Scourged by a strange terminal disease,
the old man lay reminiscing on life’s voyage.
The rays of the sunlight were lost in this recluse.
The laughter and songs floating through the
shutters to him were just humming sound
from a distant land, where, once he had shared.
He is lost to the essence of life’s pilgrimage.
Has he lived too long that the world no longer
shared his vision and hope, he had willingly shared?
He’d been abandoned even by his beloved children.
Like a withering plant, he’d shielded them all off
who once cared about him, to the longevity of time.
Has he lived too long that his stories of heroic
exploits have lost their essence in this modern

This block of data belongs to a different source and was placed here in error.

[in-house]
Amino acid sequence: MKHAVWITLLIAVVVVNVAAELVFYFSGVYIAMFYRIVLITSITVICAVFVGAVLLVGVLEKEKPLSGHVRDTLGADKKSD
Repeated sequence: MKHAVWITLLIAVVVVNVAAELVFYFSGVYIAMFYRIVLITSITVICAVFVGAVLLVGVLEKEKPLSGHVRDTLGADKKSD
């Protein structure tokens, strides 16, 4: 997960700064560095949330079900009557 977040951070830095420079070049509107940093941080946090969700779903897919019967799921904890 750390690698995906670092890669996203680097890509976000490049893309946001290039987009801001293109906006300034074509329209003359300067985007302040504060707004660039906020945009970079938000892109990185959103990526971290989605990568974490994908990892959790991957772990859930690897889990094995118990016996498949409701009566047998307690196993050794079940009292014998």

swift society, that is immersed in visual realities,
where distant lands were conjured up in the speed
of thought, and the clicking of a switch or a button?
His thoughts were mere jumbles of grimy glooms.
His fading lights were his contemporaries lost to
the avalanche of time; those lined the dunes of history.
Would history records that he’d been a great warrior?
The slayer of the lions and tigers that roamed the wild,
the destroyer of dark spirits and winged creatures of the night,
the killer of Oferema and Peppenengi of the ocean deep;
adorning the lawns with the fragrance of their fat.
He stirred on his bed, in the distant horizon he could
hear, not see, the sound of the future; of approaching
Railroads and Motorways, of Airplanes and Race cars;
of the sounds of music and drumbeats, of the eerie sound
of the cyber world, and the boom, boom, boom sound
of exploding armament that would grace his precious land.
They may be late in getting to him; he would have long gone into
extinction as were his contemporaries, now robed in moss and shrubs.
Thus, our once cherished homes and communities in the Niger delta
are fading into extinction. Who gonna weep for the next community?